But the view of gun rights supporters was that the government-funded researchers were biased. "It's not objective data gun control advocates seek," Chris Cox, executive director of the National Rifle Association Institute for Legislative Action, argued in this 2015 opinion piece in Politico. "They have a predetermined outcome. Now, they just need some government-sponsored, taxpayer-funded data points to validate their anti-gun agenda."


Opponents of gun control in Congress reinforced the research ban. Two years after a 2009 study, funded by the National Institute on Alcohol Abuse and Alcoholism, found that individuals in possession of a gun were 4.46 times more likely to be shot in an assault than those not in possession. Congress expanded the research restrictions to all agencies in the Department of Health and Human Services.

This ban expansion has had a profound impact. A study published in the Journal of the American Medical Association on Jan. 3, 2017 found that between 2004 and 2014, the U.S. saw about 350,000 firearms-related deaths. Based upon the amount of funding for research on other top causes of death, a statistical model predicted that gun research should have received nearly $1.4 billion in federal funding, and generated nearly 39,000 published studies. Instead, gun research got just $22.1 million, and produced only 1,738 studies in that period. (Here's a 2017 article from The Trace that explains the research.)

"I think it's set us back tremendously in terms of research on the impact of guns on public health," Dr. David Satcher, who headed the CDC at the time the Dickey Amendment originally was imposed, says. Satcher, who also later served as Surgeon General during the Clinton Administration, says the Dickey Amendment "sent a couple of messages. It said, you won't have the money, but also we don't want you doing the research."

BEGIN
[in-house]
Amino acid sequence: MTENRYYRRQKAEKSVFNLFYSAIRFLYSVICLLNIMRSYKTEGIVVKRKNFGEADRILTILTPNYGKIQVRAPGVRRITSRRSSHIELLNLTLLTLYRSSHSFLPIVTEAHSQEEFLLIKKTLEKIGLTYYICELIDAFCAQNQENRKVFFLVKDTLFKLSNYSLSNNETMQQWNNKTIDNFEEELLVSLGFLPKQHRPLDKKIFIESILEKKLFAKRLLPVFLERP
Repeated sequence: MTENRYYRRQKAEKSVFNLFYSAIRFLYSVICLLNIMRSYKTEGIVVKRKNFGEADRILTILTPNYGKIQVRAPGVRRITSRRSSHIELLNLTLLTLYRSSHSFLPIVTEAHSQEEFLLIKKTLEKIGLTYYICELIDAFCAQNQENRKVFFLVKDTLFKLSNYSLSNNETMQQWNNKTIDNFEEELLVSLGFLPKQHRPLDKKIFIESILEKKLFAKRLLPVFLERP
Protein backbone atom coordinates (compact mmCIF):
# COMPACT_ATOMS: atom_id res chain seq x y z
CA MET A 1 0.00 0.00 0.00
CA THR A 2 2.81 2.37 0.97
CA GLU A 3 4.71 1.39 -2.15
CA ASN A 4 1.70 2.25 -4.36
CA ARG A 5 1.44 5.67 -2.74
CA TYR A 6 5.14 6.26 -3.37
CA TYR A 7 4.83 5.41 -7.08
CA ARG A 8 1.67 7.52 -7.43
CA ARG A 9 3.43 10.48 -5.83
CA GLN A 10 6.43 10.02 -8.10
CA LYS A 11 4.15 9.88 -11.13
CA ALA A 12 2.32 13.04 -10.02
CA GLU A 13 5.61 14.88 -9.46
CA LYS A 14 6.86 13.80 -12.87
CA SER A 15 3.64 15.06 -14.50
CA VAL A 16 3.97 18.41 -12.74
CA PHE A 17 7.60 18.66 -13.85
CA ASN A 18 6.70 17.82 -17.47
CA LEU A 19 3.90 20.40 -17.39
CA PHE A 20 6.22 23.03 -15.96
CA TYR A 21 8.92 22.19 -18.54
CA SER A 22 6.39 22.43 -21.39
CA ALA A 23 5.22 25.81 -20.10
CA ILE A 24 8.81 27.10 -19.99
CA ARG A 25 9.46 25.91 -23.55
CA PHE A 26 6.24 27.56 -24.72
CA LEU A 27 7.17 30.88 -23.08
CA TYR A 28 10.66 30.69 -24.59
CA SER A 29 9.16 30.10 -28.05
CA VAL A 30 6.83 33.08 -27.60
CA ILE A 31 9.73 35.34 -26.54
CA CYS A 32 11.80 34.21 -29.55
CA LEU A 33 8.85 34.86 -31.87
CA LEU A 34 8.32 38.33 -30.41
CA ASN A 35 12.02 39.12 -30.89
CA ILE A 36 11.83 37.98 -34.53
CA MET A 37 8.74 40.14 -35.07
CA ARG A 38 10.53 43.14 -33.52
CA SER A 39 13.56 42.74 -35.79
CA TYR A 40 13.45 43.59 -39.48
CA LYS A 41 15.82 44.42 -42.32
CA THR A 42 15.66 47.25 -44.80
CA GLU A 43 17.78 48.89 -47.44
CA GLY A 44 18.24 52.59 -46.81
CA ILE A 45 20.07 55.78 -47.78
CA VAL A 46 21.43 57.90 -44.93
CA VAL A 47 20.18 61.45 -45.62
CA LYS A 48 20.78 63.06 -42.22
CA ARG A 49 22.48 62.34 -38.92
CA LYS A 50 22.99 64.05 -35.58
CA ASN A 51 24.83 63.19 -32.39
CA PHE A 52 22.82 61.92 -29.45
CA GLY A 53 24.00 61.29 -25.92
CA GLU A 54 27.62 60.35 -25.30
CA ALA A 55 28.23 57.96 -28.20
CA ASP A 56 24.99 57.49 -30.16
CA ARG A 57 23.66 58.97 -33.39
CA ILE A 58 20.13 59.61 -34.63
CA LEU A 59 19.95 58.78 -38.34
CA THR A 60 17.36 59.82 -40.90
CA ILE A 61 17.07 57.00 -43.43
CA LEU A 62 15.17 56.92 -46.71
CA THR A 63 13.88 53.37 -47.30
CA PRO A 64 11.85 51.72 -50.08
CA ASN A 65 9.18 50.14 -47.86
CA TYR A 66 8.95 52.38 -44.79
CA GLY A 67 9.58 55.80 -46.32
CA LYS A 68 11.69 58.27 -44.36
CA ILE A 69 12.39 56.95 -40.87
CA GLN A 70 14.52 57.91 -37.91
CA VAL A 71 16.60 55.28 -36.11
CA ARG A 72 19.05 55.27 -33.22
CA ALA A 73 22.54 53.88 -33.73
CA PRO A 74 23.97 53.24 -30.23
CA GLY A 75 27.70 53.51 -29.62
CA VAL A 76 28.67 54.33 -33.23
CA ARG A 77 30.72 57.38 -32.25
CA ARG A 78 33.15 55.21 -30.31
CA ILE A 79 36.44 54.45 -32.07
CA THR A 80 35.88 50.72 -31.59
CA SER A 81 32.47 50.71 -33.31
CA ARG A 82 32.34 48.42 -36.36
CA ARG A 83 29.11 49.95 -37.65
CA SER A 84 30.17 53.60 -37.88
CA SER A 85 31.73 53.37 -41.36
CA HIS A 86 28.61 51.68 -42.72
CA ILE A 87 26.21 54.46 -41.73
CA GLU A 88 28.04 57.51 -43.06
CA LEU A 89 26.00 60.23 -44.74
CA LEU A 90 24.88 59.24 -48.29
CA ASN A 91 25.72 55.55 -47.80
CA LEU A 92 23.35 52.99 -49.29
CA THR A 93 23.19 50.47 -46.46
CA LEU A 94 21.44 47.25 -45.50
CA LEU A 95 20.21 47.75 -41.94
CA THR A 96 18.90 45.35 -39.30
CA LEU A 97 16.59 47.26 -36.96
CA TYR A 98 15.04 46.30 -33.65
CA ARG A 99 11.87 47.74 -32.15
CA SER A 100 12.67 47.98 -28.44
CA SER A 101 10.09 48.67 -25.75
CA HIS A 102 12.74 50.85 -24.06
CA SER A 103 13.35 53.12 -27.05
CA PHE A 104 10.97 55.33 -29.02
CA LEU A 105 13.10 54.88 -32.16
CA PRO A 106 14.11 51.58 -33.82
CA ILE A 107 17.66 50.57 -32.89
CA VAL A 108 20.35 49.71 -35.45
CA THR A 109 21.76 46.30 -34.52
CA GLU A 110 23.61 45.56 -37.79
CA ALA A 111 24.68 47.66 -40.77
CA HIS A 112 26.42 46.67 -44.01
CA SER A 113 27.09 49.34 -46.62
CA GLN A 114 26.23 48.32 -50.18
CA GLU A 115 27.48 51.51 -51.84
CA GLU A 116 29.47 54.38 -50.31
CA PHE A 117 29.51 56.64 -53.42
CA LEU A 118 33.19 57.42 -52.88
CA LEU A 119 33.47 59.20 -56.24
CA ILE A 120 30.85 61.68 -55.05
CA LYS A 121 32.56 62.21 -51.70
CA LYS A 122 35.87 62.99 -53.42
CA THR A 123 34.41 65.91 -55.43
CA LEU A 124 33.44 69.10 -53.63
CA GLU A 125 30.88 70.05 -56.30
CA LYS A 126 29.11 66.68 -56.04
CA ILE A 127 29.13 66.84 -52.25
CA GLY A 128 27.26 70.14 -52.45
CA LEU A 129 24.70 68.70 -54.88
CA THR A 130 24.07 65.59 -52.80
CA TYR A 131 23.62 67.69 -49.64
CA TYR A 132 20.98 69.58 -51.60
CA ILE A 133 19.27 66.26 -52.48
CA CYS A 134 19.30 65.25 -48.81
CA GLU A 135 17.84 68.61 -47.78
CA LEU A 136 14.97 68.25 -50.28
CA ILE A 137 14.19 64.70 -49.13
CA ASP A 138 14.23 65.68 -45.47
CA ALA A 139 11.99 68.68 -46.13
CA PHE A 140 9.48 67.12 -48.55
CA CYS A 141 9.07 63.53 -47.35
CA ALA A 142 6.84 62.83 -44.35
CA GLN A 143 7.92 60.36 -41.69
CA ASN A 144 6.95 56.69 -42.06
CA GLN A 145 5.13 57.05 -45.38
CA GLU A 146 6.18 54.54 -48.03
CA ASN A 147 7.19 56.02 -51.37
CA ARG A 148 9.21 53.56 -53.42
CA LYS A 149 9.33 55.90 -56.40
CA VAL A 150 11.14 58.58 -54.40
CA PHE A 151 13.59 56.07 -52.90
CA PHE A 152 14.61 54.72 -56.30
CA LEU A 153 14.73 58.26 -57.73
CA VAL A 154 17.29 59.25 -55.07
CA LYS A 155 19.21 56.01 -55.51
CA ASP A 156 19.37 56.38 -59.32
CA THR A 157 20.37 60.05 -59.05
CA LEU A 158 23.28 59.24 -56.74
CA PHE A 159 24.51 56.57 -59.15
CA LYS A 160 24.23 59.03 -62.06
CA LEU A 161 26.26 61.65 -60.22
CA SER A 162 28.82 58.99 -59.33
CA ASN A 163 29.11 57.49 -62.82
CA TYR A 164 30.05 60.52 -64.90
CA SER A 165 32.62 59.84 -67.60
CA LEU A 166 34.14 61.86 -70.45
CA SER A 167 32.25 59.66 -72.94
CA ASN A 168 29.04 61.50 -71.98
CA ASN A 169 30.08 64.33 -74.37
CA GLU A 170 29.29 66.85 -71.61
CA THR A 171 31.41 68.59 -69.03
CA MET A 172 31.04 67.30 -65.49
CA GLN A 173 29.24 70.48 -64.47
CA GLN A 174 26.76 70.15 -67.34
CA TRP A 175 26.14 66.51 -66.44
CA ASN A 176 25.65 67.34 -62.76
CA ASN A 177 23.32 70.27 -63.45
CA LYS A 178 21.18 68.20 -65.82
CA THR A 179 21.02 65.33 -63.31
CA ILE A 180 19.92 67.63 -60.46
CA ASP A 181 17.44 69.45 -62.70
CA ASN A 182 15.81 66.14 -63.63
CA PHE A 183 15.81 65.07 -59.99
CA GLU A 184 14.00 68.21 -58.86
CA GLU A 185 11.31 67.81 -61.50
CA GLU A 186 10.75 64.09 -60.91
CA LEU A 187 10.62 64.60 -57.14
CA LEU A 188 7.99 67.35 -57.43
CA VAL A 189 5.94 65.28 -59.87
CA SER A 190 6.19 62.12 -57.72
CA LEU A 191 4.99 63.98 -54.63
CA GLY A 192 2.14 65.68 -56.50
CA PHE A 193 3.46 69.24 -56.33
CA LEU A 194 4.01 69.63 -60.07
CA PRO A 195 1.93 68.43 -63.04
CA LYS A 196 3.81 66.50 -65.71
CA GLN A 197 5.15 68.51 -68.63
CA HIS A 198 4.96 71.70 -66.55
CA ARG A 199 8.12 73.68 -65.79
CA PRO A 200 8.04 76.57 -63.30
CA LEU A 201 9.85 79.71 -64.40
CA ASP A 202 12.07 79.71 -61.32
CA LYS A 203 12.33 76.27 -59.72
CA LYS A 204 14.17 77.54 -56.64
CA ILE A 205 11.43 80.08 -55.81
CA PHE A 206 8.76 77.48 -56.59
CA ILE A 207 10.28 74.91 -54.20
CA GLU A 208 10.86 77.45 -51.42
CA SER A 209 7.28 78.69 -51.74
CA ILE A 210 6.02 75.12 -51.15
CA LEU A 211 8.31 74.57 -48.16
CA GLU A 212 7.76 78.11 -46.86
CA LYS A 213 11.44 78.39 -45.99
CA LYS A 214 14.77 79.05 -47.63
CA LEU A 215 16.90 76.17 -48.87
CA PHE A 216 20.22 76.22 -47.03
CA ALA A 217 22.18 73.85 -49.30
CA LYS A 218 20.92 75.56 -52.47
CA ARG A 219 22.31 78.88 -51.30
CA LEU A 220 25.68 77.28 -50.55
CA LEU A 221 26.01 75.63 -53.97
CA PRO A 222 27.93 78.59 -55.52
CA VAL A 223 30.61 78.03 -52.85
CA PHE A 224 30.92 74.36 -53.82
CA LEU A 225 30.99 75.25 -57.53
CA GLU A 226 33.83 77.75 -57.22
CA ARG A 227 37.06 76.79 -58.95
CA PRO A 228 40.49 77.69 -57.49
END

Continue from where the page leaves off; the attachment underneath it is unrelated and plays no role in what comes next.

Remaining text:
Even Dickey Finally Favored Repeal

Satcher and others have noted that even the Dickey Amendment's author eventually came to see it as a mistake. In a 2012 opinion piece in The Washington Post, Dickey and Mark Rosenberg, who in the mid-1990s oversaw the CDC gun research that the amendment ended, wrote, "Firearm injuries will continue to claim far too many lives at home, at school, at work and at the movies until we start asking and answering the hard questions."

Rivara says he doesn't think it make any sense to impede federally-funded gun research when science has helped remedy other public health problems. Case in point: Motor vehicle fatalities have fallen dramatically since the 1990s. "Research into why people get hurt in cars, how to make roads safer and trauma care better contributed to the decrease," he notes. The effort to make roads safer was aided by federal and state efforts to systematically amass data — not just on fatalities, but also on the number of drivers and cars registered, driving records and other useful information.


When it comes to guns, in contrast, such national databases don't exist, and nobody even knows exactly how many guns there are in the U.S.

"If you can't measure it, you can't fix it," Rivara says. "That's the problem with guns."